It is somewhat misleading that the SIMS results show Ti concentrations at the Si/JSR interface on the order of 1017 or 1019 atoms/cc. This is because ordinary JSR contains in-situ materials that read as Ti in SIMS measurements. Therefore, SIMS measurements were performed on a wafer that was coated with bare JSR to which no TDNEAT was applied. These SIMS results show that native JSR on the wafer contained abut 1015 Ti atoms/cc.

The FIG. 7C results show that use of the combined N2/O2 inlet gas mixture resulted in additional reductions of Ti content in JSR, and additionally decreased the Ti concentration at the JSR/Si interface. FIG. 7D shows that the Ar/N2/H2 treatment produced a linearly diminishing titanium concentration from TiN to JSR but also that the titanium curve has a steeper slope 710 than that of FIG. 7A—the SIMS results indicating about 1017 atoms/cc at the Si/JSR interface for FIG. 7D compared to 1019 in the case of FIG. 7A. FIG. 7E shows that the Ar/N2/O2 treatment provided a lower overall titanium content with a bifurcated slope of titanium concentration through the JSR, which slope is similar to but less abrupt in slope transition than the comparable results of FIG. 7B.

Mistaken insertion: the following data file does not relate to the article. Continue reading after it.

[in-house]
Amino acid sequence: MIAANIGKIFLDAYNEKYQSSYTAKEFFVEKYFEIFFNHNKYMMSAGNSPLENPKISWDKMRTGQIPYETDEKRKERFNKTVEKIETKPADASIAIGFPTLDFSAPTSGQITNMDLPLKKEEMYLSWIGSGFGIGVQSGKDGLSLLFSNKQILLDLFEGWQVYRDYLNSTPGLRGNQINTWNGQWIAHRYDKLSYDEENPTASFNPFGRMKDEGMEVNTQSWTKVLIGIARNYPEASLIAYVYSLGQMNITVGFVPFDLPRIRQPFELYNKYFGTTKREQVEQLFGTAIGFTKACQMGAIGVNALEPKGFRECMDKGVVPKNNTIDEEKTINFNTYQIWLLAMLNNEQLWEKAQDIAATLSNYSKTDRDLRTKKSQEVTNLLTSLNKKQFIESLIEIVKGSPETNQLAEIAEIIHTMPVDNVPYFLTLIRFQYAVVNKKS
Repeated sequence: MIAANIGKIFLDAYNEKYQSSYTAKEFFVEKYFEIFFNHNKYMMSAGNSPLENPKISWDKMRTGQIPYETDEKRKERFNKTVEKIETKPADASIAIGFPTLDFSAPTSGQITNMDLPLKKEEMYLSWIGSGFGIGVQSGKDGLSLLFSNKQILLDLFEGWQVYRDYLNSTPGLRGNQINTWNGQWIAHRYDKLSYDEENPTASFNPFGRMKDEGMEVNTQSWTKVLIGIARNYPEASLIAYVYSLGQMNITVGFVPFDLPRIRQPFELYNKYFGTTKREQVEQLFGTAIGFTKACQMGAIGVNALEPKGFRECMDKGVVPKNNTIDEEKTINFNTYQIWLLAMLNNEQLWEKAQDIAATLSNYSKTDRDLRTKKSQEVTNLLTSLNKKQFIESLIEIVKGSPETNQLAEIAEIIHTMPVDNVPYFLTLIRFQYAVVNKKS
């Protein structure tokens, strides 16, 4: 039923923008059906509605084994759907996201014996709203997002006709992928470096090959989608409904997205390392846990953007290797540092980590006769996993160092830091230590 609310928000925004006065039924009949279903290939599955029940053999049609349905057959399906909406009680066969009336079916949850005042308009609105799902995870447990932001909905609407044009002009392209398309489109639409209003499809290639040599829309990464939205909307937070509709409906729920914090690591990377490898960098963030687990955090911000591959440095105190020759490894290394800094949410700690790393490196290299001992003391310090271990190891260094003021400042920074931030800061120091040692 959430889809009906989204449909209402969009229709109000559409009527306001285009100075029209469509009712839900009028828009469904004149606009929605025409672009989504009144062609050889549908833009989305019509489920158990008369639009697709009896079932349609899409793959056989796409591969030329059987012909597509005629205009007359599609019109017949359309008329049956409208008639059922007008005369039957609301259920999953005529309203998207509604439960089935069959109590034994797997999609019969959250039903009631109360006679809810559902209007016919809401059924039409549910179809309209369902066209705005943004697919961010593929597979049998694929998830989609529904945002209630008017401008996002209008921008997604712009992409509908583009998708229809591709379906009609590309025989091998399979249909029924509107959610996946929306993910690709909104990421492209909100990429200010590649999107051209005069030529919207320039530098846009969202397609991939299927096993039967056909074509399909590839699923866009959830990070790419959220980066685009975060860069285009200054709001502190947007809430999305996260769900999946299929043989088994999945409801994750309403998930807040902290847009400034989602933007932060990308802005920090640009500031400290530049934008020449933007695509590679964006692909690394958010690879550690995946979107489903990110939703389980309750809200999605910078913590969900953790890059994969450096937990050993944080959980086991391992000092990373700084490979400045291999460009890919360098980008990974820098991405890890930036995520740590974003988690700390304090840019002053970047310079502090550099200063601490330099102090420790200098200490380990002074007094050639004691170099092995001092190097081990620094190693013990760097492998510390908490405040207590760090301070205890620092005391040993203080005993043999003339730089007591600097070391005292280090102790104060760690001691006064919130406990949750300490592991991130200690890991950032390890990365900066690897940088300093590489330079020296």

The SIMS data show that low power, non biased, nitrogen-based reactive plasma etching processes can be used as predeposition treatments that resist or prevent penetration from adjacently deposited barrier materials into an interlayer dielectric. Furthermore, while pure nitrogen plasmas have significant utility, additional constituents added to the nitrogen increase the resistance to penetration. By way of example, resistance is improved by adding Ar at a rate from 10% to 90% of the inlet gas mixture volume, or by adding hydrogen or oxygen at a rate from 2% to 33% of the inlet gas mixture volume. The additional constituents may either promote physical densification of the porous dielectrics (Ar) or chemical reactions leading to surface sealing (O2, H2).